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Unconventional Learning Experiences for College Students That Enhance Tech Education

Charlie Fletcher

Unconventional Learning Experiences for College Students That Enhance Tech Education

Technology has become an integral part of our society. This can offer great career opportunities after you graduate. Even not strictly tech-focused careers — such as academic leadership — require a certain amount of hardware and software knowledge as more digital tools are integrated into roles.

The result of this is that it’s vital to seek out a more in-depth technological education. Yet, taking on another degree to do this is not always practical. One solution is to seek out unconventional learning experiences that enhance your tech skill set. This may be to gain nuanced abilities related to your tech major, or to develop knowledge that can help you in other fields, like business or the arts.

Let’s take a look at a few ways you can take the road less traveled to boost your relationship with tech.


Traditional college environments can often be focused on theory and classroom learning. Yet, you may find that you get more out of your education when you’re in a more dynamic and collaborative situation. Perhaps you need to be surrounded by peers engaging in interesting activities or even a little competition. This is where hackathons can be useful additions to your college curriculum.

Hackathons are events that give groups of enthusiastic programmers the opportunity to create, test, or improve software platforms. It’s an engineering challenge, at its heart, with teams usually given around 48 hours to develop an innovative new product or seek out weaknesses in a system. For those with interests and skills in programming, this can be a fun challenge, a chance to learn from more experienced experts and connect with both peers and potential employers.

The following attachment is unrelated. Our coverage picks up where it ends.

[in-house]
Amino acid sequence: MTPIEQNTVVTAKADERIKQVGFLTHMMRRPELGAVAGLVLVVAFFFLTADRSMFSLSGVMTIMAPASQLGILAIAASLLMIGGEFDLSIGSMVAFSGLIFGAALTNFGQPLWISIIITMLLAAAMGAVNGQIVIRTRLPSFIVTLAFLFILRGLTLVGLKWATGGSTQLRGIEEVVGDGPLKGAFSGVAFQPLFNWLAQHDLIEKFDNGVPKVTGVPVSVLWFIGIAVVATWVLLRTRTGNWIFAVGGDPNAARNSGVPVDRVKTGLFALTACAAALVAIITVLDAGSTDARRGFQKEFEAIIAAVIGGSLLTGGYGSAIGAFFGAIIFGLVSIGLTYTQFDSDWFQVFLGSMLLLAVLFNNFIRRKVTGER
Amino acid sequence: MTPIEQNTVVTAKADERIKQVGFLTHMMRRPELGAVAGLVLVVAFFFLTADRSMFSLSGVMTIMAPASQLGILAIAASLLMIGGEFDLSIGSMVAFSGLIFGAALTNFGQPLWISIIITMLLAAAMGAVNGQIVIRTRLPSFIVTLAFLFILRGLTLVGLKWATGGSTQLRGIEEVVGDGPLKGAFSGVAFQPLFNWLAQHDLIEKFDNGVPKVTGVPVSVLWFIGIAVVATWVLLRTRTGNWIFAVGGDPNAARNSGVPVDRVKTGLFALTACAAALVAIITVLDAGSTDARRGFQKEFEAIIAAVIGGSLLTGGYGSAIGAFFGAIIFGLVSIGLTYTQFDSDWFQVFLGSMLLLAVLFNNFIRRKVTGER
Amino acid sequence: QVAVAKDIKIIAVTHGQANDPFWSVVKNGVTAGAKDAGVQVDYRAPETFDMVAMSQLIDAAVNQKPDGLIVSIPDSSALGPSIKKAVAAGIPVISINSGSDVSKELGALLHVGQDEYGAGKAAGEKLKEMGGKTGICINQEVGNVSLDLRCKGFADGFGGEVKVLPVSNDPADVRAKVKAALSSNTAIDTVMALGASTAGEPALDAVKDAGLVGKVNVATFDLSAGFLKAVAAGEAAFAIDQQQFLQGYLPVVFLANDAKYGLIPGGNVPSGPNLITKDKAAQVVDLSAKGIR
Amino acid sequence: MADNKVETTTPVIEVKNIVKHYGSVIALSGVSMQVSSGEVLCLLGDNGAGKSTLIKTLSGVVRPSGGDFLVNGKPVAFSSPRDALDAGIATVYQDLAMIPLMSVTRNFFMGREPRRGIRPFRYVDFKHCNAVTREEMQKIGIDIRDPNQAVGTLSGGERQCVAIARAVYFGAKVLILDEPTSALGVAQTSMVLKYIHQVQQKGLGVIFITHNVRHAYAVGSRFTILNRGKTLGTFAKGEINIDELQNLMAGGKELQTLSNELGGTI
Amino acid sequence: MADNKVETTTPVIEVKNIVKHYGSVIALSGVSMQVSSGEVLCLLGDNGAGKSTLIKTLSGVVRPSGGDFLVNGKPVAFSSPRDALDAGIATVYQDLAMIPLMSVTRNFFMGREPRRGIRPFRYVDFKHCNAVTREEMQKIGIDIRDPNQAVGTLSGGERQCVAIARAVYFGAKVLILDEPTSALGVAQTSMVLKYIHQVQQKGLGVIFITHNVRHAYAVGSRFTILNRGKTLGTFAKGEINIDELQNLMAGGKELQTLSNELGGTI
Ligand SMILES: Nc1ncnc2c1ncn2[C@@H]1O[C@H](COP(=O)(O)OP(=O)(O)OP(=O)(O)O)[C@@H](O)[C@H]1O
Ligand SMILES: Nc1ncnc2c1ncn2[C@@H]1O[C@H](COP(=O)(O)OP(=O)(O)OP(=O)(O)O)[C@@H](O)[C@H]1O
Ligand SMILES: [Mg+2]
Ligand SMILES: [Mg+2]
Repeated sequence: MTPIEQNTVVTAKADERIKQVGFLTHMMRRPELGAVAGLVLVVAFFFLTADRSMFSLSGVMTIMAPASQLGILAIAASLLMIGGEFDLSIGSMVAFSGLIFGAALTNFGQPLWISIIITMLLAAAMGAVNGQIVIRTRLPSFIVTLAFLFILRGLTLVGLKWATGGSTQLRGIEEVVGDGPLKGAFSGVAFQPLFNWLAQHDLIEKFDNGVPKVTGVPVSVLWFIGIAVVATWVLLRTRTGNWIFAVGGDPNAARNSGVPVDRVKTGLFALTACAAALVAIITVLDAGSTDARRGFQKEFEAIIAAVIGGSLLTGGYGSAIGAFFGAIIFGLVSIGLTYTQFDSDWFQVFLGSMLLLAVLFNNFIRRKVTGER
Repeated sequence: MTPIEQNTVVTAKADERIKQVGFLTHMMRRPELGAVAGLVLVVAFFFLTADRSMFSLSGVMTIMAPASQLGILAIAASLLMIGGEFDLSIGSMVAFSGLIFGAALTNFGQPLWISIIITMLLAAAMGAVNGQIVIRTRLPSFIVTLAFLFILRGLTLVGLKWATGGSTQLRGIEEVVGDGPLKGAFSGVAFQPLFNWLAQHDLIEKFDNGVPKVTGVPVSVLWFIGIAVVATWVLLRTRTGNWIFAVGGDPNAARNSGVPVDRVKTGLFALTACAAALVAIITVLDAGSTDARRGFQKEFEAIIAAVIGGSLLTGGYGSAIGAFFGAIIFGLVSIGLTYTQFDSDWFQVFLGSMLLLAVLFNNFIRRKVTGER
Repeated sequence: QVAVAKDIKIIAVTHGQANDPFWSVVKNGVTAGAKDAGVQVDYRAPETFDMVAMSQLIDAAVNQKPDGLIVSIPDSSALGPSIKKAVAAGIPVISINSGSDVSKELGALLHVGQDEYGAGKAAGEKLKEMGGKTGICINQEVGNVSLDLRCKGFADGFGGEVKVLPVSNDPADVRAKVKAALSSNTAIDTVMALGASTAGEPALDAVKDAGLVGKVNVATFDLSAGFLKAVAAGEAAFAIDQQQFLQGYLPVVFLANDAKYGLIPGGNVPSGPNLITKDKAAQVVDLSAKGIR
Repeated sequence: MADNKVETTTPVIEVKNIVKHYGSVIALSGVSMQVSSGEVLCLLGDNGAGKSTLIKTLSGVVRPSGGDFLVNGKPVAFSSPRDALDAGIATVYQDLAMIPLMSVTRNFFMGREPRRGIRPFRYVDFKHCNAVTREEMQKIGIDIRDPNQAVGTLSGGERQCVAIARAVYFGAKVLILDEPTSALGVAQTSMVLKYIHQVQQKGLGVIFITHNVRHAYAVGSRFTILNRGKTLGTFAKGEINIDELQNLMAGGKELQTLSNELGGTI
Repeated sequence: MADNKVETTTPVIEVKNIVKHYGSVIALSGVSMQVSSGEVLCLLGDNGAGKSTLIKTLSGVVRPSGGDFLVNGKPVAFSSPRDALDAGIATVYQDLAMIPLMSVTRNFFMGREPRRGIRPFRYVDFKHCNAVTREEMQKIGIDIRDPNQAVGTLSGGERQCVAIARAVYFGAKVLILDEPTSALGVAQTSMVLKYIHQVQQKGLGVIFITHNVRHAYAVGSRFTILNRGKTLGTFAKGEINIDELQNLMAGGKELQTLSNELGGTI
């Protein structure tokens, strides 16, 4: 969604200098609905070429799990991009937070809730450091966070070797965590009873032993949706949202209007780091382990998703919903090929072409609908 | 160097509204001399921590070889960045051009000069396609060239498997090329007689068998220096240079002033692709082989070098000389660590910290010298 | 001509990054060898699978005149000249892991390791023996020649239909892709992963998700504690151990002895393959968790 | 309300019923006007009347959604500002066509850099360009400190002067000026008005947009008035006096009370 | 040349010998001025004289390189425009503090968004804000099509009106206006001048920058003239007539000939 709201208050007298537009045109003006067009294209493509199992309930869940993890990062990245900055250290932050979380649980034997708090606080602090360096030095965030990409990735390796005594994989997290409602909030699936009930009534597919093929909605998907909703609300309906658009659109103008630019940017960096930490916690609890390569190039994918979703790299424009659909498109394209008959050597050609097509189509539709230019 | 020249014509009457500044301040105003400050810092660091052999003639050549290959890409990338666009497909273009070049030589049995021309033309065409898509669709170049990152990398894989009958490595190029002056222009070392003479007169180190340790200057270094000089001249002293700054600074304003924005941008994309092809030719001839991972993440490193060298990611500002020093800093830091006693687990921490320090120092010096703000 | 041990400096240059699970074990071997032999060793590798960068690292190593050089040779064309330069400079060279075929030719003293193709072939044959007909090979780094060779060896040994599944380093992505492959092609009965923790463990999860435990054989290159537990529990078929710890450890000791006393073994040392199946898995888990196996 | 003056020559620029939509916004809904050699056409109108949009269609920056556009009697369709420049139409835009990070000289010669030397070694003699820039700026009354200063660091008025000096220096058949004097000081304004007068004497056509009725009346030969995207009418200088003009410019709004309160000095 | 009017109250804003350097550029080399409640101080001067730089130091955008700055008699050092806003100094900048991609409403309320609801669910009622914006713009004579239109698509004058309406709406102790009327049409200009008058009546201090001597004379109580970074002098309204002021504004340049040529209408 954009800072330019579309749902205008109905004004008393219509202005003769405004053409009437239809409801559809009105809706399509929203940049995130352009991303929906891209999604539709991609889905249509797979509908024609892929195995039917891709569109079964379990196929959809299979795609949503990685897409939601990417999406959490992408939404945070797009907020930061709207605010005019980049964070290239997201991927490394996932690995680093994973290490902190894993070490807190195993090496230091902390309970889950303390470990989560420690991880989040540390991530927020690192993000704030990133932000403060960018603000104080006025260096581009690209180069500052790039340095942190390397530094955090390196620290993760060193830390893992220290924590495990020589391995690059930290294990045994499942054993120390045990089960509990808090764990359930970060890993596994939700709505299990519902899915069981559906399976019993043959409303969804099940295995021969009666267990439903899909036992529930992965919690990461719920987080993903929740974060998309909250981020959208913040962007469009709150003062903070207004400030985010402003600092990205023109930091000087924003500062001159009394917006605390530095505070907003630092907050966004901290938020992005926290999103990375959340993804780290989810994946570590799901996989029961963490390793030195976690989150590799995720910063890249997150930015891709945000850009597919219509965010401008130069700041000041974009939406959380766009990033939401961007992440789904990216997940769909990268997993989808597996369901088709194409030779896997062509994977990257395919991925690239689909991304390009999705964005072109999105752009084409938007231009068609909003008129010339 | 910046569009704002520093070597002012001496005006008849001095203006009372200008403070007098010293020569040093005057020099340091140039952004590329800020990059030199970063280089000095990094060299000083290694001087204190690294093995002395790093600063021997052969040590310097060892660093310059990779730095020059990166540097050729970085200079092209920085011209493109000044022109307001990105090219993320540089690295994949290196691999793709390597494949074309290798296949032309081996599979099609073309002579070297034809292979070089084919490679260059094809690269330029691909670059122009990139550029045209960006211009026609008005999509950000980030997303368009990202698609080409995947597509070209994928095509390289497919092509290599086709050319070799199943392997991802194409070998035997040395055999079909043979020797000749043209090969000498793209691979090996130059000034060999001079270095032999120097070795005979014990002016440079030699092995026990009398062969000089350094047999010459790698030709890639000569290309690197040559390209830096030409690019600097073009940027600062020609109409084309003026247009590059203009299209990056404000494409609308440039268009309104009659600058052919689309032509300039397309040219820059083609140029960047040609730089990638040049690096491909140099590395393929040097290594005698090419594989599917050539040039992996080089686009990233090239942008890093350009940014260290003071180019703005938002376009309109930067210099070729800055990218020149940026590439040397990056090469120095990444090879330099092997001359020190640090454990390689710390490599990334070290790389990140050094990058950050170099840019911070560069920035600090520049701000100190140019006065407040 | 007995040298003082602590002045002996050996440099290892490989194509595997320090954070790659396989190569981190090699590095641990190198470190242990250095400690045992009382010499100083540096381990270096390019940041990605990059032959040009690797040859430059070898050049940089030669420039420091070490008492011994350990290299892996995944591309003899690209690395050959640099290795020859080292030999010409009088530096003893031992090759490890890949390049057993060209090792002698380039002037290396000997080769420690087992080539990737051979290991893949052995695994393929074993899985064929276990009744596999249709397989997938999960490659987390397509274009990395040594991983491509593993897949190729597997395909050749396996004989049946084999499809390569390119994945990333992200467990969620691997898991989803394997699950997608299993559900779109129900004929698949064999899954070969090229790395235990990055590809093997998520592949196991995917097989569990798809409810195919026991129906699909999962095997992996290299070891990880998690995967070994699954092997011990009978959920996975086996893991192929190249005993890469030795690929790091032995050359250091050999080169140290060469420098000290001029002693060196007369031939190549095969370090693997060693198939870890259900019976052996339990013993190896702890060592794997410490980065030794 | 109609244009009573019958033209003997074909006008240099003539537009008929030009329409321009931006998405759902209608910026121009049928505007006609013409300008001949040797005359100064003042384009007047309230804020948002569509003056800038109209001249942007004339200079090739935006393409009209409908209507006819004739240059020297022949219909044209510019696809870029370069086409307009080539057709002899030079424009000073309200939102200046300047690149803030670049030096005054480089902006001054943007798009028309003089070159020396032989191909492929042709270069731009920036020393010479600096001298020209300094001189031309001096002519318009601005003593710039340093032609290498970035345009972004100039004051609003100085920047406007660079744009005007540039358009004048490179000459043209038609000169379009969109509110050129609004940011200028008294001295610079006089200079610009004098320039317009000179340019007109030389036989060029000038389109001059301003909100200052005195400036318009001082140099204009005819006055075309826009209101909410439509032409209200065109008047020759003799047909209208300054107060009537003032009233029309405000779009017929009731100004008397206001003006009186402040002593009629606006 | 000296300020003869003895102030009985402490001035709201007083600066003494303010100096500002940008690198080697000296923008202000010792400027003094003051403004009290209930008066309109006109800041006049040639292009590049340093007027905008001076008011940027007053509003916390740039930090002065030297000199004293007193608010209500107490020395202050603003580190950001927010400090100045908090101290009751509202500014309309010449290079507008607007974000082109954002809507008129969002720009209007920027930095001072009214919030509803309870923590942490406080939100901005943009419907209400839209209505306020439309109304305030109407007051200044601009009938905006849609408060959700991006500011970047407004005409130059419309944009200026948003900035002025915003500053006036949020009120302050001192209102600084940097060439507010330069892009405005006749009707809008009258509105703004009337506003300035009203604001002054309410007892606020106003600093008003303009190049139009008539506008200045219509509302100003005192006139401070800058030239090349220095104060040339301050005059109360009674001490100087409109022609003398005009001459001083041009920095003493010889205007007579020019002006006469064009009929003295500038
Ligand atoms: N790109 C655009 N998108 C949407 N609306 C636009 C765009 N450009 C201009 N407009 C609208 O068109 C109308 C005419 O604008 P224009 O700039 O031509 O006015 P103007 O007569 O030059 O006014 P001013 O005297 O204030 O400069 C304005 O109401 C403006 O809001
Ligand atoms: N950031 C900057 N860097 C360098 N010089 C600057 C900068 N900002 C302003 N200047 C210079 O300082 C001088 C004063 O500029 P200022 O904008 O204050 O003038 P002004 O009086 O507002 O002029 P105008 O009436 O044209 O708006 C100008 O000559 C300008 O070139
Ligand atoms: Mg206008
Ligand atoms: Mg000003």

Some hackathons are arranged by software companies, while others are led by organizations that promote tech learning. It may be the case that your college IT department will keep a list of local events.There are also various websites — such as Devpost and Major League Hacking — that allow you to search for online and in-person hackathons.

You can gain a more nuanced understanding of how development occurs in the real world and how people with diverse skill sets contribute to the final product. Not to mention that you can better understand what weaknesses and bugs are common in software, enabling you to find innovative and practical ways to address such issues that aren’t always covered in your degree course alone.

Citizen Science Projects

Another unconventional learning approach for tech students is to get hands-on field experience. This involves interacting with tools in ways that reflect the practical — rather than theoretical — application of STEM knowledge. Certainly, seeking industry internships can be useful. However, you may discover it’s more enriching to pursue some outdoor activities that technology enthusiasts find engaging. Flying drones, exploring nature with observation apps, and storm-watching are great options. You can also find these activities can be more meaningful and educational if you combine them with citizen science projects.

Some options here could include: